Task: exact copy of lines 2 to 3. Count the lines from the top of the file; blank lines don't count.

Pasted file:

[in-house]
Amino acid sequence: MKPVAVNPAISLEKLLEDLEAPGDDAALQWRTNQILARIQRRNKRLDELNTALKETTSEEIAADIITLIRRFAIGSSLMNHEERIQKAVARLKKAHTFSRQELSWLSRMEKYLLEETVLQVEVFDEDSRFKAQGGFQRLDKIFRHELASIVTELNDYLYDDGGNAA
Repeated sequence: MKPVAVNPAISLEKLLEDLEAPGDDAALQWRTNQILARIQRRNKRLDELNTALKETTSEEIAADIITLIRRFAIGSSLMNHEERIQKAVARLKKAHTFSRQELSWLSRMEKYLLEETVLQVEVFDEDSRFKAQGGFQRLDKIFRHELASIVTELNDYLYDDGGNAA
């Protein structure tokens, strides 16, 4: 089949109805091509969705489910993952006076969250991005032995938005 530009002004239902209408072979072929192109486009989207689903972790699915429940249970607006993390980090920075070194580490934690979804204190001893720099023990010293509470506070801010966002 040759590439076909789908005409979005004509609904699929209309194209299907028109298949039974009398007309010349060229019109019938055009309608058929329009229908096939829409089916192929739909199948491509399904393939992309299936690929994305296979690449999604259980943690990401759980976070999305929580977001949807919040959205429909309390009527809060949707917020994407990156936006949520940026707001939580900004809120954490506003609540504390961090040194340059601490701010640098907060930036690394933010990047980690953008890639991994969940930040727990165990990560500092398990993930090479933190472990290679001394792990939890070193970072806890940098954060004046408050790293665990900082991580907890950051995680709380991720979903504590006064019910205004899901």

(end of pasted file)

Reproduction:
Amino acid sequence: MKPVAVNPAISLEKLLEDLEAPGDDAALQWRTNQILARIQRRNKRLDELNTALKETTSEEIAADIITLIRRFAIGSSLMNHEERIQKAVARLKKAHTFSRQELSWLSRMEKYLLEETVLQVEVFDEDSRFKAQGGFQRLDKIFRHELASIVTELNDYLYDDGGNAA
Repeated sequence: MKPVAVNPAISLEKLLEDLEAPGDDAALQWRTNQILARIQRRNKRLDELNTALKETTSEEIAADIITLIRRFAIGSSLMNHEERIQKAVARLKKAHTFSRQELSWLSRMEKYLLEETVLQVEVFDEDSRFKAQGGFQRLDKIFRHELASIVTELNDYLYDDGGNAA